The Third-Party Candidates: Where Do They Stand on Social Security, Medicare and Retirement Security?September 13, 2012 by Election 2012
Previously, we summarized the parts of the Democratic and Republican party platforms dealing with issues important to older Americans, including Social Security and Medicare, and what each side would do to promote retirement security — a broader catch-all that includes everything from affordable senior housing to food prices.
But Democratic President Barack Obama and his Republican challenger, former Massachusetts Gov. Mitt Romney, won’t be the only candidates for the nation’s highest office. In many states, third-party candidates from the Libertarian and Green parties also have met qualifications to be on the ballot. They’ll be hoping to appeal to voters’ dissatisfaction with partisan gridlock in Washington — discontent borne out by a recent AARP survey that showed high anxiety levels among boomers, and dismay among 50-plus voters with both Obama’s and Romney’s explanations of what they would do about Social Security, Medicare and retirement security.
What do the alternative parties and their candidates propose to do about those issues? Here’s a rundown:
Libertarian Party: The Libertarians’ candidate, former GOP Gov. Gary Johnson of New Mexico, is on the ballot in 43 states. Libertarians generally support personal autonomy, an unfettered free market, and privatizing most services and benefits now provided by the government. Johnson has pledged to cut $1.4 trillion in federal spending and says bluntly that “you have to start the discussion with Medicare, Social Security and military spending.” The party’s platform criticizes a “failed” Social Security system. Liberarians stop short of calling for the abolition of Social Security, but they want individuals to be able to opt out of the program completely, so they can divert what they would have paid in taxes in private investments. To make up for the loss in revenue needed to fund current retirees’ benefits, Libertarians would auction off the “trillions of dollars” worth of government assets and property that they see as unnecessary to fulfill functions spelled out in the Constitution. Similarly, Libertarians would eliminate Medicare and Medicaid, replacing them with tax-free medical savings accounts that individuals could use to put away money to cover future medical bills. They also pledge to eliminate federal subsidies for housing and the Food Stamp program, both of which help to provide seniors with retirement security. Here’s a Daily Show interview with Johnson.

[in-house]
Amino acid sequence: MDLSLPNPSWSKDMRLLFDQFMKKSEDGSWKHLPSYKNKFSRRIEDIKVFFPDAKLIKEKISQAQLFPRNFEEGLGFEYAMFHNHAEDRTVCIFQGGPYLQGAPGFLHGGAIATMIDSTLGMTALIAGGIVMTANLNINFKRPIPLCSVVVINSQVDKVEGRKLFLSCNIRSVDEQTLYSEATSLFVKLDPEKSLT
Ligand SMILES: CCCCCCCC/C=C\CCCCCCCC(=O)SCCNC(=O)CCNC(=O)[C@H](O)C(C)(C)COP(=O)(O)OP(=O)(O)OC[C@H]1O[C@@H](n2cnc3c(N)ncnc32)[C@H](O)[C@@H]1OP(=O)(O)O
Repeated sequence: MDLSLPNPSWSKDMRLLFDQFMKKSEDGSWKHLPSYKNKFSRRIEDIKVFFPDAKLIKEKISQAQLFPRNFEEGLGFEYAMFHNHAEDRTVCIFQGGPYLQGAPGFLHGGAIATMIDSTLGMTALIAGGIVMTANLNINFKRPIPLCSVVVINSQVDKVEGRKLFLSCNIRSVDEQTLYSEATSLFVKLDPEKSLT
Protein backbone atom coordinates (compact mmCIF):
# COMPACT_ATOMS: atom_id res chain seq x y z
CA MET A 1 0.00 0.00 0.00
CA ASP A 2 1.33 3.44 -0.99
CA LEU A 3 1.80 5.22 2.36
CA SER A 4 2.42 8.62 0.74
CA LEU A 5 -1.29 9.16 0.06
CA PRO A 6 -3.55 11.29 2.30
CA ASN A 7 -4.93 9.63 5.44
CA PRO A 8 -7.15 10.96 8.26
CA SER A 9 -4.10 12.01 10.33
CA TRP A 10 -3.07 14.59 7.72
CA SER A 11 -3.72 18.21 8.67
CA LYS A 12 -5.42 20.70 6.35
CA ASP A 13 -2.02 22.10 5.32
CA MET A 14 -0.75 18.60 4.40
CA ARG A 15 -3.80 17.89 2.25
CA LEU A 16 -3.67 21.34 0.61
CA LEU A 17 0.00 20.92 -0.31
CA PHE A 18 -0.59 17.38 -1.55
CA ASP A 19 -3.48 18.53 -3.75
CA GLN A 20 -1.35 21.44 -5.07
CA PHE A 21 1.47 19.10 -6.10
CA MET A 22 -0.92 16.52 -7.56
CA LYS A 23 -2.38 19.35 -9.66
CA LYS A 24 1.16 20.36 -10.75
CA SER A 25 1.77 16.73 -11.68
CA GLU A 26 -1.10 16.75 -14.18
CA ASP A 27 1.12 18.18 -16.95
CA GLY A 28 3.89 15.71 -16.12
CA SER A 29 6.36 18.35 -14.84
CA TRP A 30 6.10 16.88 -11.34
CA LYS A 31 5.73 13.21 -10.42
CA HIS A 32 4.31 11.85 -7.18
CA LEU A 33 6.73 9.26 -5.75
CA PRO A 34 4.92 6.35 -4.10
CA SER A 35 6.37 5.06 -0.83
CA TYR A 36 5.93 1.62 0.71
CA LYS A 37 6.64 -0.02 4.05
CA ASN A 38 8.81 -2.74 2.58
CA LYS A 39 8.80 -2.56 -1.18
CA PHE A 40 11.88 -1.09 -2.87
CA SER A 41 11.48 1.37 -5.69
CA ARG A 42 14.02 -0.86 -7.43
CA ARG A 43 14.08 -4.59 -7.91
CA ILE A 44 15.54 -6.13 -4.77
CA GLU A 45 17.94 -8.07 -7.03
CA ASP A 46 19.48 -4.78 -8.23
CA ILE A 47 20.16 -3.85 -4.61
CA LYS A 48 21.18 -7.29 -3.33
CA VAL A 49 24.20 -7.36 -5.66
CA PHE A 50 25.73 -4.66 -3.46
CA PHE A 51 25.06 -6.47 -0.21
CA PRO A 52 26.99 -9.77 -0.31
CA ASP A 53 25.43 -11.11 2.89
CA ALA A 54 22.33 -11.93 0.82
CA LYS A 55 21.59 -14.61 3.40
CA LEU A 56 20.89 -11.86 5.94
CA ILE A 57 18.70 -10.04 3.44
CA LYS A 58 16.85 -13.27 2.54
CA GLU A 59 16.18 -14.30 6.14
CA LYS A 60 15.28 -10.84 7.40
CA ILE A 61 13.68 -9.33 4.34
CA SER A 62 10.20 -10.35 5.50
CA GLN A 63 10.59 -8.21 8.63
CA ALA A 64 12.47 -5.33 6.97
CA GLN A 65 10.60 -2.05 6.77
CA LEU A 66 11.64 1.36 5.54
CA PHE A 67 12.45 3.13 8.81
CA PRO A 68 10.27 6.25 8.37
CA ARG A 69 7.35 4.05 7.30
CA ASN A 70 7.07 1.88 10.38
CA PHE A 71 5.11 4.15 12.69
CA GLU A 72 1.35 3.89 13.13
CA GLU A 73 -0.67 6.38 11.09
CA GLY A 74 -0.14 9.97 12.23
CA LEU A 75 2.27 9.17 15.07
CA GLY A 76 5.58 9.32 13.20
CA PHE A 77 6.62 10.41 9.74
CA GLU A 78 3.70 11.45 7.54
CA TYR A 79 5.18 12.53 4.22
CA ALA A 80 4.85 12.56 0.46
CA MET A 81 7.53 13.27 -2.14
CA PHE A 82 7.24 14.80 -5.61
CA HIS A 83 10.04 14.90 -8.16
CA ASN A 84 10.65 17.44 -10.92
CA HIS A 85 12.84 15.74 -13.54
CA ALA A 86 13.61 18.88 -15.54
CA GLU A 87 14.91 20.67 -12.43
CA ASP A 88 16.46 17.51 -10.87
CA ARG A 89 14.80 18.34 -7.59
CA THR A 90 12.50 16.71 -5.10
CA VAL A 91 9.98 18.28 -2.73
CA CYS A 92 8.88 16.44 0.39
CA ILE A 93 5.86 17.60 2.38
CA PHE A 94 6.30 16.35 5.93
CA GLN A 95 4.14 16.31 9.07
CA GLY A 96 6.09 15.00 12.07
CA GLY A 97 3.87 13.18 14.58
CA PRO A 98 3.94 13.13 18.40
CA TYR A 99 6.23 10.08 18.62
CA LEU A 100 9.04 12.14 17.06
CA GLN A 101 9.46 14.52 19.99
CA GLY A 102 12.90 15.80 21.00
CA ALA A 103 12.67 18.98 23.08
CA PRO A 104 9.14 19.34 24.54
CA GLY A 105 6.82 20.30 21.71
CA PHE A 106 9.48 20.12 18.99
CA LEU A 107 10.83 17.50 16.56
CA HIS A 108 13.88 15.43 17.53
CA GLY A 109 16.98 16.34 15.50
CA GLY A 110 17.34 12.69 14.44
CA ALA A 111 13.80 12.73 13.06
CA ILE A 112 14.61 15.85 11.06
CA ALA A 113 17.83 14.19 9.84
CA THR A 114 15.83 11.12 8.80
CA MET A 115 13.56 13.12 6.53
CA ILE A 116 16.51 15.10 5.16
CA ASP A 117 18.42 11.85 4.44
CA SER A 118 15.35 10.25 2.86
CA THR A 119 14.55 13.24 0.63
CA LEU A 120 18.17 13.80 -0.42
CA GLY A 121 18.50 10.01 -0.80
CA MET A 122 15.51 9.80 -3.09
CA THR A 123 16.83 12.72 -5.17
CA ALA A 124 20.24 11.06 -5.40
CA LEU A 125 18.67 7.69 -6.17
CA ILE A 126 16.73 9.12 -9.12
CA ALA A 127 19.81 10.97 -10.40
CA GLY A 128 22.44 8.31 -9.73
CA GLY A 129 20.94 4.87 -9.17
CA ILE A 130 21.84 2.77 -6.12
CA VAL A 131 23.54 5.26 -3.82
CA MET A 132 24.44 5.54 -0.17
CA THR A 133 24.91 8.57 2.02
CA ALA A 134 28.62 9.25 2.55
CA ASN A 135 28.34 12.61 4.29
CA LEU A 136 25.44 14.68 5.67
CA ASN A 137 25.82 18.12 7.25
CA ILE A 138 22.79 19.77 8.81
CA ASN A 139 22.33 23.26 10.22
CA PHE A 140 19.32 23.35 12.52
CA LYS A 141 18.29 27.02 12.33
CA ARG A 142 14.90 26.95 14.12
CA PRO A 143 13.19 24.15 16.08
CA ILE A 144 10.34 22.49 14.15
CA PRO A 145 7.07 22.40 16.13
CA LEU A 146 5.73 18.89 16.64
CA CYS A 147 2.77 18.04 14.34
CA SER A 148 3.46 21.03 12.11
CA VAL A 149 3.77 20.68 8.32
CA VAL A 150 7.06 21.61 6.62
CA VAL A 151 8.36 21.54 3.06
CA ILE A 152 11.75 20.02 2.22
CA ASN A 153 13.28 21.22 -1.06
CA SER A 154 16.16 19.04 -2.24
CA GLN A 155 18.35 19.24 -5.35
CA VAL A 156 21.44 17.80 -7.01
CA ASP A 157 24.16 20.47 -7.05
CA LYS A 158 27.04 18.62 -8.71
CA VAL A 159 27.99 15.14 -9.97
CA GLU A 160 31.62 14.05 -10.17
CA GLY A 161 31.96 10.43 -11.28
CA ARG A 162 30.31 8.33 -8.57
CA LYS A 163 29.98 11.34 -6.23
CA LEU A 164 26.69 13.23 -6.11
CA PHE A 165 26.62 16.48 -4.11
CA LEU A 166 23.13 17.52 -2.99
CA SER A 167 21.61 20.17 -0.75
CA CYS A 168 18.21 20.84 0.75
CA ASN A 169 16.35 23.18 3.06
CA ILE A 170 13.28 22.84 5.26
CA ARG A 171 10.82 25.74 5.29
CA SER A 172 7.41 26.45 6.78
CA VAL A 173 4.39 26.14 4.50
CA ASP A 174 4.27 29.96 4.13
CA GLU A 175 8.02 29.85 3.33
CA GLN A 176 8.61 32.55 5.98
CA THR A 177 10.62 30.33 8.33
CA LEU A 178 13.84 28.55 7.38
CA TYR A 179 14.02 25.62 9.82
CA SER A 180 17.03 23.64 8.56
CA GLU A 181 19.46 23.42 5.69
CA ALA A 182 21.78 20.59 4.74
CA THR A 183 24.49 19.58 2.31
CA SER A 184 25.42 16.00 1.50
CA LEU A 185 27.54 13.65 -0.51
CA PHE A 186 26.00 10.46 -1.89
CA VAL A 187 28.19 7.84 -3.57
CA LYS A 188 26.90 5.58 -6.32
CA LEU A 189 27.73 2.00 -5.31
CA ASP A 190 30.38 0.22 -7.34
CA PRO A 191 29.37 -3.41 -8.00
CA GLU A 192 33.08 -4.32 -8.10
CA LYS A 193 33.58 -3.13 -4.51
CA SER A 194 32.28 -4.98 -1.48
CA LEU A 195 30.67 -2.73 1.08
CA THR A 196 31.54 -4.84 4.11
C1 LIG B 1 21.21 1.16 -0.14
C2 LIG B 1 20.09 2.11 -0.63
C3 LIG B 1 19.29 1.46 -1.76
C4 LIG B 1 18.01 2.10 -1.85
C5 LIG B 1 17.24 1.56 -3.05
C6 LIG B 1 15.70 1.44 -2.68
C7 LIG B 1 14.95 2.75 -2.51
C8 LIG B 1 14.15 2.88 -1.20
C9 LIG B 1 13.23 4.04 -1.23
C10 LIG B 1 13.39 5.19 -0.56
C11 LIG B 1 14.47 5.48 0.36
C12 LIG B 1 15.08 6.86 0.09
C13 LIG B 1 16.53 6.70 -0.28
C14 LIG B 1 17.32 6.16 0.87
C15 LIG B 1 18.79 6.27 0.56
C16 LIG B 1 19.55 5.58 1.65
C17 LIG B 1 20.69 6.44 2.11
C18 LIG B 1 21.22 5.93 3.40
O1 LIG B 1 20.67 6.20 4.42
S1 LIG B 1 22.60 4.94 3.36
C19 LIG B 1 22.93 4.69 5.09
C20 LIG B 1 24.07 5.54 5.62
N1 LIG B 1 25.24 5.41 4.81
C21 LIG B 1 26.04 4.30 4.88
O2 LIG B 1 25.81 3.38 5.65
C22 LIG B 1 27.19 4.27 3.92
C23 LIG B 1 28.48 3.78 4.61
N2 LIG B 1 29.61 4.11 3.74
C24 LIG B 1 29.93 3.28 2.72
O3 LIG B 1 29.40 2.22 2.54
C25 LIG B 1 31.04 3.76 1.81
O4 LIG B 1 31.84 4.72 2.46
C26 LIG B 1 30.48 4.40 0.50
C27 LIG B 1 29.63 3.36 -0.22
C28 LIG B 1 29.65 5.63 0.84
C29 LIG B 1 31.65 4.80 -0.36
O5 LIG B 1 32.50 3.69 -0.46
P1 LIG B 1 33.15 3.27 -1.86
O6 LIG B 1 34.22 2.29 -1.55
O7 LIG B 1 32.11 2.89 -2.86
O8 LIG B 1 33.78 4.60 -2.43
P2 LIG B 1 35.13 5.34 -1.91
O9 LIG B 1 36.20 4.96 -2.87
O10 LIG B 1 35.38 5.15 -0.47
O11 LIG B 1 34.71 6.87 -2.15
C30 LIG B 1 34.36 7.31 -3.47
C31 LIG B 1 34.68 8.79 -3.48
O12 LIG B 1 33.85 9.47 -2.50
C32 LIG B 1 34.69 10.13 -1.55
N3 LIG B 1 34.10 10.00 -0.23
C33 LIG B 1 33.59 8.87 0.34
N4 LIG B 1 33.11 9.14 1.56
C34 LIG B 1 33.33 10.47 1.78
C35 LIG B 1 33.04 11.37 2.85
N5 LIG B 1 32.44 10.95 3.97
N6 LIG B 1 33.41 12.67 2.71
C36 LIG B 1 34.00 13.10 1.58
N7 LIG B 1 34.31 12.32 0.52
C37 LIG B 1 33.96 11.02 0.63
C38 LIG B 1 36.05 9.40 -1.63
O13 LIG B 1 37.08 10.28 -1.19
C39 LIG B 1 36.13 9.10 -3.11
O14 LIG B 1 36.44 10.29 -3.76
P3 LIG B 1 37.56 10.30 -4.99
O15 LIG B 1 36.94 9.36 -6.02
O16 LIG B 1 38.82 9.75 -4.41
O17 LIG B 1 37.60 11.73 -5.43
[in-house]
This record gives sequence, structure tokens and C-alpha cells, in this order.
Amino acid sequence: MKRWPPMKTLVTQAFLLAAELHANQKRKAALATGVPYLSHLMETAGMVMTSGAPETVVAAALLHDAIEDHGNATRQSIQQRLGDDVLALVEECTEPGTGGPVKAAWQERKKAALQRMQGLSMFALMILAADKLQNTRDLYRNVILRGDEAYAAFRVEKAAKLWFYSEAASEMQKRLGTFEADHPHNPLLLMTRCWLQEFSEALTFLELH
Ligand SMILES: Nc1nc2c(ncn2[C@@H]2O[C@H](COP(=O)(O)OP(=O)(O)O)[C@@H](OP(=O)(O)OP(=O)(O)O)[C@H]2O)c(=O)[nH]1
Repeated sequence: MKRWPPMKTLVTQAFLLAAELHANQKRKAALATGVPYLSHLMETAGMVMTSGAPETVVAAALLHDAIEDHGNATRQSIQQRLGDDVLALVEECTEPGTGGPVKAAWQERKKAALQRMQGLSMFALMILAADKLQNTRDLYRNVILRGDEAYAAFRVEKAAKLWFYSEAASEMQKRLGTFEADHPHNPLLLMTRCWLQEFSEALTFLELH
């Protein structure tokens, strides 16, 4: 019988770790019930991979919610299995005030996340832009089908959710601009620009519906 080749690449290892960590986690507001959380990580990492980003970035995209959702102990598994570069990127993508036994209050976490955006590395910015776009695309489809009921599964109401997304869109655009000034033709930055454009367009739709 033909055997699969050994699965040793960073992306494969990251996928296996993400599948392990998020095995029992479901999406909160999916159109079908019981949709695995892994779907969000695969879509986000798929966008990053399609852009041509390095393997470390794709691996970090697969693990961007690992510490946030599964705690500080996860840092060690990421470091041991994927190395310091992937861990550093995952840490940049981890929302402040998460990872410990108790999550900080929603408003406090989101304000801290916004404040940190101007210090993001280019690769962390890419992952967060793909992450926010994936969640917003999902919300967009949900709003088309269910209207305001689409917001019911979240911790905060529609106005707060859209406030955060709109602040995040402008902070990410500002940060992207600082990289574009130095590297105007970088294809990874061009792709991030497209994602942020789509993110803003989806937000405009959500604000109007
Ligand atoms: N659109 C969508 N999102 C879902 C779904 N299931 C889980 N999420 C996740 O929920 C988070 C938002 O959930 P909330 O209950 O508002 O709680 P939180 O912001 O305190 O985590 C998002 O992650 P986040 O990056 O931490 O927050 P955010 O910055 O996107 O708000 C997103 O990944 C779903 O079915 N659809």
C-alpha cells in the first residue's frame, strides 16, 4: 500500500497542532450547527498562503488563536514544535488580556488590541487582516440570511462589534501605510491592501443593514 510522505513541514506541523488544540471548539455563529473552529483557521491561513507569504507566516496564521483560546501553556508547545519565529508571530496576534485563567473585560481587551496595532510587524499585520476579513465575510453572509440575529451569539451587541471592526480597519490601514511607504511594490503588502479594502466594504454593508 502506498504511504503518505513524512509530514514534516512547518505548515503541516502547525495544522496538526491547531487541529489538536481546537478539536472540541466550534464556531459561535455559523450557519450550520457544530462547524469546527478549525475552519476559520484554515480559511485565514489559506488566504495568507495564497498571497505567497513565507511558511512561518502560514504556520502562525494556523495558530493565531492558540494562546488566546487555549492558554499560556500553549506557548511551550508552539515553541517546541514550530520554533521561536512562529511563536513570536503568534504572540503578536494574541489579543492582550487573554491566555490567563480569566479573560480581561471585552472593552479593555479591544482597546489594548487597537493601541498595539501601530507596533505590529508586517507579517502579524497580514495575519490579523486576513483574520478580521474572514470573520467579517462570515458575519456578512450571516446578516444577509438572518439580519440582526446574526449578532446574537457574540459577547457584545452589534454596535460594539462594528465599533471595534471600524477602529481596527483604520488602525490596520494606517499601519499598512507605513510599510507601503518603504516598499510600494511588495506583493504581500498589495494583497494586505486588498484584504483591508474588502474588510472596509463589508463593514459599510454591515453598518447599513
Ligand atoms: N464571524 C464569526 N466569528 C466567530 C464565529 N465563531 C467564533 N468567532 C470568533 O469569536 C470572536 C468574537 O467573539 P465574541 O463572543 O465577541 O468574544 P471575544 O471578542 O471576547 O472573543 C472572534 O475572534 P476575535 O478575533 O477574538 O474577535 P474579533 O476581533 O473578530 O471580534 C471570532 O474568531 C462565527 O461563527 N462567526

Green Party: In contrast to the anti-government Libertarians, the Greens want an activist government controlled by ordinary citizens. They aim to fight environmental destruction, create a “sustainable” economic system that guarantees a living wage to all and eliminate discrimination, including ageism. The party’s presidential candidate, Jill Stein, M.D., a Massachusetts internist, is on the ballot in 33 states. Stein said in a 2011 interview that she would protect the solvency of the Social Security system by raising the cap that currently limits Social Security taxes to income below $106,000, though she did not say whether she would eliminate the cap completely. She and the Greens not only want to preserve the current Medicare system but would also expand it to create “Medicare for All,” a national single-payer health care system. They would pay for their plan by cutting military expenditures, raising taxes on the wealthy and adding new taxes on Wall Street transactions and capital gains. On economic issues related to retirement security, Stein said in a 2011 interview that she would create “ample” public housing and have the government take over utility companies to ensure that rates are affordable for all. Here’s an interview with Stein and her running mate, Cheri Honkala, on the satellite and Internet TV program Democracy Now.
—Patrick J. Kiger